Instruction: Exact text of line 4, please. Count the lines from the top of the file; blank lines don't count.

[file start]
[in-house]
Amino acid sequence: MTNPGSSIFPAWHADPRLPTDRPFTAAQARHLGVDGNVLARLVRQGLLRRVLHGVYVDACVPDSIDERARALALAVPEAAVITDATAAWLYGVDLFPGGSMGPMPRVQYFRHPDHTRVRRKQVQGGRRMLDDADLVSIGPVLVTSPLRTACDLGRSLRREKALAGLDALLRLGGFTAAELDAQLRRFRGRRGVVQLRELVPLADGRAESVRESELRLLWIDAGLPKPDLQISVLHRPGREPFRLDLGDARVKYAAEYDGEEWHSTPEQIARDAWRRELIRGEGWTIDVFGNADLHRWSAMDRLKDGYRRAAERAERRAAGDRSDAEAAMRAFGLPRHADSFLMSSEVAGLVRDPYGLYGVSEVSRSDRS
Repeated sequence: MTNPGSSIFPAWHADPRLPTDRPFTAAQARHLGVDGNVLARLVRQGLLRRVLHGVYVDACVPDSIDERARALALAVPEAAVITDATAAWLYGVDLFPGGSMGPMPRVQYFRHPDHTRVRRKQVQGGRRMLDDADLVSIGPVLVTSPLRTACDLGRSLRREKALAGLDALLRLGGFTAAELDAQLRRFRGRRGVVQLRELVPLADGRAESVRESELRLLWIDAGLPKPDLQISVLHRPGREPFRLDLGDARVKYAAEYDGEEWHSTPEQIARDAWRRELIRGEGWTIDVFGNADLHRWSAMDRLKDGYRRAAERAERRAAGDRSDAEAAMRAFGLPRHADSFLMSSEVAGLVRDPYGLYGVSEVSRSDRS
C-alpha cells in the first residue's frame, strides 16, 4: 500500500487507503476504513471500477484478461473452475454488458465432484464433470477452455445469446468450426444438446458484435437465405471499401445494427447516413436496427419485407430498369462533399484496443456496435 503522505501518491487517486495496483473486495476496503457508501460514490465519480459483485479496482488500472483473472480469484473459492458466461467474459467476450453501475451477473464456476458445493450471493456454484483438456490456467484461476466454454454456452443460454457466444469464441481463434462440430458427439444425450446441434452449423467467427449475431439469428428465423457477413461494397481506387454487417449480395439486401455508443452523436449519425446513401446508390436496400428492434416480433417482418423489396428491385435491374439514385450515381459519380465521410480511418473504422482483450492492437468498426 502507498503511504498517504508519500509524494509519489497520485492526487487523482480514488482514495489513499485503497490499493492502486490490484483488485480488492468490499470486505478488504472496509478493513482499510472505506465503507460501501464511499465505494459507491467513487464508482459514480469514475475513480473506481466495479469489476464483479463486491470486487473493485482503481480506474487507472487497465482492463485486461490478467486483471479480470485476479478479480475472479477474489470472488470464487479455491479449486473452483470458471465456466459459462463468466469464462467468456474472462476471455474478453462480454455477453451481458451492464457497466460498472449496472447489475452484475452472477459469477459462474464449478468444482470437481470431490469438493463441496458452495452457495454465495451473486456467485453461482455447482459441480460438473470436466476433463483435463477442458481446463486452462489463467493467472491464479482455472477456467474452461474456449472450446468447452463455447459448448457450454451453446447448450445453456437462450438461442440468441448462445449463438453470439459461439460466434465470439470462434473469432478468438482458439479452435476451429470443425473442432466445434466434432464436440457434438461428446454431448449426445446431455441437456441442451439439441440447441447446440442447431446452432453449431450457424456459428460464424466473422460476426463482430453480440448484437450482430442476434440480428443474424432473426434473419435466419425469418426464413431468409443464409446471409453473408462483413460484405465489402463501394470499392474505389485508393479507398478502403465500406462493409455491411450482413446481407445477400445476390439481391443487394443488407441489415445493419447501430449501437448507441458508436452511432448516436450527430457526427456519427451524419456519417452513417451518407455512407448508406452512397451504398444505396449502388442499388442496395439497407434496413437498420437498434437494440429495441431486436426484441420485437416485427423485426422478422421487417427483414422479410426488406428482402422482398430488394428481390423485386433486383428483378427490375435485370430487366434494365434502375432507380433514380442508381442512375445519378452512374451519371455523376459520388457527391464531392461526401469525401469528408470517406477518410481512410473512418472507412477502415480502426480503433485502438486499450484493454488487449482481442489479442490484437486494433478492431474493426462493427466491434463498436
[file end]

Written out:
C-alpha cells in the first residue's frame, strides 16, 4: 500500500487507503476504513471500477484478461473452475454488458465432484464433470477452455445469446468450426444438446458484435437465405471499401445494427447516413436496427419485407430498369462533399484496443456496435 503522505501518491487517486495496483473486495476496503457508501460514490465519480459483485479496482488500472483473472480469484473459492458466461467474459467476450453501475451477473464456476458445493450471493456454484483438456490456467484461476466454454454456452443460454457466444469464441481463434462440430458427439444425450446441434452449423467467427449475431439469428428465423457477413461494397481506387454487417449480395439486401455508443452523436449519425446513401446508390436496400428492434416480433417482418423489396428491385435491374439514385450515381459519380465521410480511418473504422482483450492492437468498426 502507498503511504498517504508519500509524494509519489497520485492526487487523482480514488482514495489513499485503497490499493492502486490490484483488485480488492468490499470486505478488504472496509478493513482499510472505506465503507460501501464511499465505494459507491467513487464508482459514480469514475475513480473506481466495479469489476464483479463486491470486487473493485482503481480506474487507472487497465482492463485486461490478467486483471479480470485476479478479480475472479477474489470472488470464487479455491479449486473452483470458471465456466459459462463468466469464462467468456474472462476471455474478453462480454455477453451481458451492464457497466460498472449496472447489475452484475452472477459469477459462474464449478468444482470437481470431490469438493463441496458452495452457495454465495451473486456467485453461482455447482459441480460438473470436466476433463483435463477442458481446463486452462489463467493467472491464479482455472477456467474452461474456449472450446468447452463455447459448448457450454451453446447448450445453456437462450438461442440468441448462445449463438453470439459461439460466434465470439470462434473469432478468438482458439479452435476451429470443425473442432466445434466434432464436440457434438461428446454431448449426445446431455441437456441442451439439441440447441447446440442447431446452432453449431450457424456459428460464424466473422460476426463482430453480440448484437450482430442476434440480428443474424432473426434473419435466419425469418426464413431468409443464409446471409453473408462483413460484405465489402463501394470499392474505389485508393479507398478502403465500406462493409455491411450482413446481407445477400445476390439481391443487394443488407441489415445493419447501430449501437448507441458508436452511432448516436450527430457526427456519427451524419456519417452513417451518407455512407448508406452512397451504398444505396449502388442499388442496395439497407434496413437498420437498434437494440429495441431486436426484441420485437416485427423485426422478422421487417427483414422479410426488406428482402422482398430488394428481390423485386433486383428483378427490375435485370430487366434494365434502375432507380433514380442508381442512375445519378452512374451519371455523376459520388457527391464531392461526401469525401469528408470517406477518410481512410473512418472507412477502415480502426480503433485502438486499450484493454488487449482481442489479442490484437486494433478492431474493426462493427466491434463498436